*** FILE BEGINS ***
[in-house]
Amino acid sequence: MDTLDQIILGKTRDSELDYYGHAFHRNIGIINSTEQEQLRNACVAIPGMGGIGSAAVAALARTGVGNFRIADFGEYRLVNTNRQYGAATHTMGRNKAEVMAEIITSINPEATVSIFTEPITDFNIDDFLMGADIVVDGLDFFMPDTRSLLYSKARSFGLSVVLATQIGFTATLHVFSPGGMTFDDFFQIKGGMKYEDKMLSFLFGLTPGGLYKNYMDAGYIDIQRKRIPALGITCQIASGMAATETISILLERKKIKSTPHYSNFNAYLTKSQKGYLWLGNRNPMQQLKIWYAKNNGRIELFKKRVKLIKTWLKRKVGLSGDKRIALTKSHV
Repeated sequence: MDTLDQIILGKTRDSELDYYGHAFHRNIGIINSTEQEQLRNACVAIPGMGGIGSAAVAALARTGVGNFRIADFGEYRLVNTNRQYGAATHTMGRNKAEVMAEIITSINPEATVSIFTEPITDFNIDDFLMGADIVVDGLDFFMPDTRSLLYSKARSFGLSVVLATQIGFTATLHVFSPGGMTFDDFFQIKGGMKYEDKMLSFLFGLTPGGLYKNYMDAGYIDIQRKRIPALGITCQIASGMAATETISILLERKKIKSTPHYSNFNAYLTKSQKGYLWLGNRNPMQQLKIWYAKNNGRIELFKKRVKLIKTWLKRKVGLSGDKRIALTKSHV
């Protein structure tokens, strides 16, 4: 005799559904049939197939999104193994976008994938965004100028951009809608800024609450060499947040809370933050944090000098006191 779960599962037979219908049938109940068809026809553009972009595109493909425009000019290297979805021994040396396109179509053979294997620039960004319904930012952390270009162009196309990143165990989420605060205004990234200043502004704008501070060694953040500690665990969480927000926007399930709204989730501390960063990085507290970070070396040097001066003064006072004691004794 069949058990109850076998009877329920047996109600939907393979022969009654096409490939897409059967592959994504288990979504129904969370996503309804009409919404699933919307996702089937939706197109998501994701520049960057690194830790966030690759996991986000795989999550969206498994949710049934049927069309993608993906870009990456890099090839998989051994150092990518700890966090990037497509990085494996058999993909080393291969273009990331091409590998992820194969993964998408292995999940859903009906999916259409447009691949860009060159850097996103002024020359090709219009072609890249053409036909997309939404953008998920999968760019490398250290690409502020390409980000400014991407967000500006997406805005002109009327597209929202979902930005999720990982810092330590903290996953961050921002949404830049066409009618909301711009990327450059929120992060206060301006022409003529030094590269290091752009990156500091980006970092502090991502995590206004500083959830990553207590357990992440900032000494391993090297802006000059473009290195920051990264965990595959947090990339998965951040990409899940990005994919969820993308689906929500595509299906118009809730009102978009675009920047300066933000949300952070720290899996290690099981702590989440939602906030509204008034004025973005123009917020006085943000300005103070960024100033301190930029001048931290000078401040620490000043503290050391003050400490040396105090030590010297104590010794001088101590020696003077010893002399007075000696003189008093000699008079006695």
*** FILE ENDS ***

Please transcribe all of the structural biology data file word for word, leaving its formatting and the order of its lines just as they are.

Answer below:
[in-house]
Amino acid sequence: MDTLDQIILGKTRDSELDYYGHAFHRNIGIINSTEQEQLRNACVAIPGMGGIGSAAVAALARTGVGNFRIADFGEYRLVNTNRQYGAATHTMGRNKAEVMAEIITSINPEATVSIFTEPITDFNIDDFLMGADIVVDGLDFFMPDTRSLLYSKARSFGLSVVLATQIGFTATLHVFSPGGMTFDDFFQIKGGMKYEDKMLSFLFGLTPGGLYKNYMDAGYIDIQRKRIPALGITCQIASGMAATETISILLERKKIKSTPHYSNFNAYLTKSQKGYLWLGNRNPMQQLKIWYAKNNGRIELFKKRVKLIKTWLKRKVGLSGDKRIALTKSHV
Repeated sequence: MDTLDQIILGKTRDSELDYYGHAFHRNIGIINSTEQEQLRNACVAIPGMGGIGSAAVAALARTGVGNFRIADFGEYRLVNTNRQYGAATHTMGRNKAEVMAEIITSINPEATVSIFTEPITDFNIDDFLMGADIVVDGLDFFMPDTRSLLYSKARSFGLSVVLATQIGFTATLHVFSPGGMTFDDFFQIKGGMKYEDKMLSFLFGLTPGGLYKNYMDAGYIDIQRKRIPALGITCQIASGMAATETISILLERKKIKSTPHYSNFNAYLTKSQKGYLWLGNRNPMQQLKIWYAKNNGRIELFKKRVKLIKTWLKRKVGLSGDKRIALTKSHV
């Protein structure tokens, strides 16, 4: 005799559904049939197939999104193994976008994938965004100028951009809608800024609450060499947040809370933050944090000098006191 779960599962037979219908049938109940068809026809553009972009595109493909425009000019290297979805021994040396396109179509053979294997620039960004319904930012952390270009162009196309990143165990989420605060205004990234200043502004704008501070060694953040500690665990969480927000926007399930709204989730501390960063990085507290970070070396040097001066003064006072004691004794 069949058990109850076998009877329920047996109600939907393979022969009654096409490939897409059967592959994504288990979504129904969370996503309804009409919404699933919307996702089937939706197109998501994701520049960057690194830790966030690759996991986000795989999550969206498994949710049934049927069309993608993906870009990456890099090839998989051994150092990518700890966090990037497509990085494996058999993909080393291969273009990331091409590998992820194969993964998408292995999940859903009906999916259409447009691949860009060159850097996103002024020359090709219009072609890249053409036909997309939404953008998920999968760019490398250290690409502020390409980000400014991407967000500006997406805005002109009327597209929202979902930005999720990982810092330590903290996953961050921002949404830049066409009618909301711009990327450059929120992060206060301006022409003529030094590269290091752009990156500091980006970092502090991502995590206004500083959830990553207590357990992440900032000494391993090297802006000059473009290195920051990264965990595959947090990339998965951040990409899940990005994919969820993308689906929500595509299906118009809730009102978009675009920047300066933000949300952070720290899996290690099981702590989440939602906030509204008034004025973005123009917020006085943000300005103070960024100033301190930029001048931290000078401040620490000043503290050391003050400490040396105090030590010297104590010794001088101590020696003077010893002399007075000696003189008093000699008079006695």